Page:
ABARI continues to propose possible legislative solutions to eliminate the concerns with labor rates, and though their efforts thus far have been unsuccessful, Petrarca insists they will just keep trying again and again until they rectify the situation.
Though State Farm does not write policies in RI and therefore PartsTrader does not impact ABARI’s members, ABARI does not support the concept of programs like PartsTrader because they are not pro-consumer or pro-business; these programs are only pro-insurer, and they will not result in any improvements, Petrarca believes.
Regarding the PARTS Act, ABARI’s Board of Directors wrote a letter to their senator in support of the aftermarket parts industry and the availability of aftermarket parts. Although not all of their members use aftermarket parts in their repairs, ABARI believes that aftermarket parts have a place in the market. They believe that the length of time OEMs can hold a patent inhibits free trade, and decreasing this time will make aftermarket parts more widely available. ABARI supports the Right to Repair because they believe “anything that creates a monopoly isn’t good for the consumer,” Petrarca states.
ABARI was founded approximately 50 years ago, and they were very active with legislative and arbitration issues in the 1960s and 1970s. There are around 100 members currently involved with the association, but very few member shops have DRP relationships. In fact, until a few years ago, ABARI only accepted independent shops to their membership, and they still limit their membership to shops with four or less DRP contracts.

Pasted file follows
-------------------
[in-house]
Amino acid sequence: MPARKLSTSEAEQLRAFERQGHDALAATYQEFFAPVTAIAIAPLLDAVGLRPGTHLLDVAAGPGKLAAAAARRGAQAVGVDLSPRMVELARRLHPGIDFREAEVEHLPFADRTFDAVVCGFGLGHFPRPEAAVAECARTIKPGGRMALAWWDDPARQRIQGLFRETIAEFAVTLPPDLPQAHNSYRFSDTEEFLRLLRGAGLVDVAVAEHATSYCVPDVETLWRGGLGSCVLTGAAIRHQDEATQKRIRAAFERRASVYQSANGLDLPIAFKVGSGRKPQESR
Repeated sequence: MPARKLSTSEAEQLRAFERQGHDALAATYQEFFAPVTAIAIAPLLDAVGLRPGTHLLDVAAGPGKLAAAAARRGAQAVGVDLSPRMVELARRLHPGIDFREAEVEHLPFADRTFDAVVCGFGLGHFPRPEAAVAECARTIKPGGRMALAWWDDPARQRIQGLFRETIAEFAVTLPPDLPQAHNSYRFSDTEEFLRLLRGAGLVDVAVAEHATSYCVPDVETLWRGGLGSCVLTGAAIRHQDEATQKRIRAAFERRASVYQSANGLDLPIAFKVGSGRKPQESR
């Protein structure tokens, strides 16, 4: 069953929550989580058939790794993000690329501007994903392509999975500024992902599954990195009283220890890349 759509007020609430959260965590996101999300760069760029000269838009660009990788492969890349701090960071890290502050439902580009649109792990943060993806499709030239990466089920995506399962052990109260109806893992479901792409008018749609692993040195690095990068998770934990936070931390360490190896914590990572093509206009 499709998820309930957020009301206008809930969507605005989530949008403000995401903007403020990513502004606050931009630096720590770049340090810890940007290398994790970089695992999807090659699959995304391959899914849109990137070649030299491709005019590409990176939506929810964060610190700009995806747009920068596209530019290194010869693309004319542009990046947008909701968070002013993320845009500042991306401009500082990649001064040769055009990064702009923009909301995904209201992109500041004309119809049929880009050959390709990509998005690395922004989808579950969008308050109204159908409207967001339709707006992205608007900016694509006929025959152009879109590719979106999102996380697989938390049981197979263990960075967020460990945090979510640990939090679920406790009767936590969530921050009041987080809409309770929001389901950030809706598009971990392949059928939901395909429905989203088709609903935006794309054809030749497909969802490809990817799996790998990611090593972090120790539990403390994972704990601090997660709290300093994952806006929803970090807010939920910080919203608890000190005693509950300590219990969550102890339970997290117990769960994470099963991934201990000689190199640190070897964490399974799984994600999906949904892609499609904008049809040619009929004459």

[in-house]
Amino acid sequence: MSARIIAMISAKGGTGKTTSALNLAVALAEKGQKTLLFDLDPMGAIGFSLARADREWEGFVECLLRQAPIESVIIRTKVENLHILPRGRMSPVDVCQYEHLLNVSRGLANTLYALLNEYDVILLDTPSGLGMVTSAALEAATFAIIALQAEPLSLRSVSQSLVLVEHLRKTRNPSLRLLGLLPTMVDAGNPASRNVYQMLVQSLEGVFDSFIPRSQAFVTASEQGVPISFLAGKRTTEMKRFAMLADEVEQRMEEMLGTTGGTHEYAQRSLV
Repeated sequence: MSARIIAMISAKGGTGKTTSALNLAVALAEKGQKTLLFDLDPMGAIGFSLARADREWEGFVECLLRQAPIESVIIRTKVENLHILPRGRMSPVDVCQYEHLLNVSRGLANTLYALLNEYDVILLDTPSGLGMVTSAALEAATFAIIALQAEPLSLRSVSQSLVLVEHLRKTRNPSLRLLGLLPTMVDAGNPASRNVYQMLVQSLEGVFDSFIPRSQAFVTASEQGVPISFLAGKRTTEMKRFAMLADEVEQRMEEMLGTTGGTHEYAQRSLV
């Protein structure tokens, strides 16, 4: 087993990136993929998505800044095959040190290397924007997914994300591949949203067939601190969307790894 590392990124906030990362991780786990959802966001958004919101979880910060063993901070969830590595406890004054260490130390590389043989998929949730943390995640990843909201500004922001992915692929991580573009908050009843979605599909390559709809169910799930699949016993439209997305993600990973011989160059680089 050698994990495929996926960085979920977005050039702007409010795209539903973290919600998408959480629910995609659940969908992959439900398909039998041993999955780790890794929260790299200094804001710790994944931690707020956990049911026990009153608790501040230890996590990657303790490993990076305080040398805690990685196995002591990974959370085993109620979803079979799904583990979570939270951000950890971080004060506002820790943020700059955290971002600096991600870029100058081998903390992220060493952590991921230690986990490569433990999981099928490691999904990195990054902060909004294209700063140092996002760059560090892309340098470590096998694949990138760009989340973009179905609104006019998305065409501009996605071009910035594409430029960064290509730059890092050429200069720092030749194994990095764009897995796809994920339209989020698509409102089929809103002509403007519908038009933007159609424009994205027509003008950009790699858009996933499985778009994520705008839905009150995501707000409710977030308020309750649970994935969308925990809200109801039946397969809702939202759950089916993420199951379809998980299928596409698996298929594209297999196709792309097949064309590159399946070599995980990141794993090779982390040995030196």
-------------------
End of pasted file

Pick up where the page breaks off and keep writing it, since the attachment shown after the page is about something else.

As part of the benefits members receive from joining the association, ABARI lobbies for legislative changes and files complaints on members’ behalves with local business regulators. They’ve also established a close-knit, helpful community so that if a member has a question about certain aspects of their business, they can call ABARI to seek advice from members with more experience in that subject. As with most associations, the biggest challenges ABARI faces is in keeping members engaged at a high level and educating members on new legislation, regulations and products. One way they combat these problems is by holding quarterly meetings, in addition to their legislative activities.
ABARI offers their full support to members and consumers. Their mission is to protect consumers and small businesses, which is the category that most of their members fall into. Petrarca notes, “everyone has the same interests, so there is little conflict because we all want to benefit the consumer.”
Over the past 15 years, ABARI has worked to protect consumers and to promote healthy competition between small businesses. They are currently writing a code of ethics which members will be required to comply with if they wish to continue their affiliation with ABARI. ABARI also has their own dispute mechanism on their website where consumers can lodge complaints against member shops and ABARI will attempt to facilitate a resolution.
Jina Petrarca has served as legal counsel for ABARI since 2007, but her father has been involved with the collision repair industry for over 40 years and was ABARI’s president for some time in the past. Petrarca states, “my family and I feel very strongly about ABARI. We are just trying to do the right thing and find reasonable solutions to the problems facing this industry.”
Auto Body Association of RI (ABARI)
330 Silver Spring Street
Providence, RI 02904, 401-467-7575, www.abari.net